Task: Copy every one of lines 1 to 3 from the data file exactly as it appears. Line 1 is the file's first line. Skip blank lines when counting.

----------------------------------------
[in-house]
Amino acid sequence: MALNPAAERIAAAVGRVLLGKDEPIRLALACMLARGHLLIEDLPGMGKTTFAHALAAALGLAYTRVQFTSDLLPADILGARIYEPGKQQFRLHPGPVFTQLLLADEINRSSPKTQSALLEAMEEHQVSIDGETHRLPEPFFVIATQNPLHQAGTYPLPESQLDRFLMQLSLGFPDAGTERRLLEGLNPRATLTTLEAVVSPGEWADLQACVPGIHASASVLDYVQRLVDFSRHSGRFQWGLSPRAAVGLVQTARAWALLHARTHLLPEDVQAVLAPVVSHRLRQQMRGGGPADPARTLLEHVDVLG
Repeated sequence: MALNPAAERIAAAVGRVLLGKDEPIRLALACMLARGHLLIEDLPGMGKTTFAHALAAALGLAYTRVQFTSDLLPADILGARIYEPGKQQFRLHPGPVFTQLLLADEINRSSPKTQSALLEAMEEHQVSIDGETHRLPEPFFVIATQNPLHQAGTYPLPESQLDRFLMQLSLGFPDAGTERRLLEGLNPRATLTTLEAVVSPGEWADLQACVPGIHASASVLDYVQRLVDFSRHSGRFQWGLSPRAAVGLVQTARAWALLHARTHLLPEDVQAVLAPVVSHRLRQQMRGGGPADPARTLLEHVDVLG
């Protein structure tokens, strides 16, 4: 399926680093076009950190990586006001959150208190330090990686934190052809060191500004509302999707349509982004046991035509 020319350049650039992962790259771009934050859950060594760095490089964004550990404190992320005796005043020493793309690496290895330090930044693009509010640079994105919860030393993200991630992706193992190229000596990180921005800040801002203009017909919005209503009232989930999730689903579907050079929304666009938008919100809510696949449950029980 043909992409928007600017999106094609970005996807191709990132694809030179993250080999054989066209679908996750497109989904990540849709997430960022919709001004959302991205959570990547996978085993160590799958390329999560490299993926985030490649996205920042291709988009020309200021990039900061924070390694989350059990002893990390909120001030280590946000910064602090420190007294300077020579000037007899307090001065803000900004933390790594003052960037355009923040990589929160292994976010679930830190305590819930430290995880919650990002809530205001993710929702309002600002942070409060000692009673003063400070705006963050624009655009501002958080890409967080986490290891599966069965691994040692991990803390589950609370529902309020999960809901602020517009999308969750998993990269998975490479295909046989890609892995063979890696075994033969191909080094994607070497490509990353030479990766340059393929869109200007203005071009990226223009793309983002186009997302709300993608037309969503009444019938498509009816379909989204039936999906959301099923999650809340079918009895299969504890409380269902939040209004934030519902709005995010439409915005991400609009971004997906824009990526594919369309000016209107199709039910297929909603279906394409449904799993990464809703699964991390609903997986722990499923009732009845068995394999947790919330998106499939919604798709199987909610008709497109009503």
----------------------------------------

[in-house]
Amino acid sequence: MALNPAAERIAAAVGRVLLGKDEPIRLALACMLARGHLLIEDLPGMGKTTFAHALAAALGLAYTRVQFTSDLLPADILGARIYEPGKQQFRLHPGPVFTQLLLADEINRSSPKTQSALLEAMEEHQVSIDGETHRLPEPFFVIATQNPLHQAGTYPLPESQLDRFLMQLSLGFPDAGTERRLLEGLNPRATLTTLEAVVSPGEWADLQACVPGIHASASVLDYVQRLVDFSRHSGRFQWGLSPRAAVGLVQTARAWALLHARTHLLPEDVQAVLAPVVSHRLRQQMRGGGPADPARTLLEHVDVLG
Repeated sequence: MALNPAAERIAAAVGRVLLGKDEPIRLALACMLARGHLLIEDLPGMGKTTFAHALAAALGLAYTRVQFTSDLLPADILGARIYEPGKQQFRLHPGPVFTQLLLADEINRSSPKTQSALLEAMEEHQVSIDGETHRLPEPFFVIATQNPLHQAGTYPLPESQLDRFLMQLSLGFPDAGTERRLLEGLNPRATLTTLEAVVSPGEWADLQACVPGIHASASVLDYVQRLVDFSRHSGRFQWGLSPRAAVGLVQTARAWALLHARTHLLPEDVQAVLAPVVSHRLRQQMRGGGPADPARTLLEHVDVLG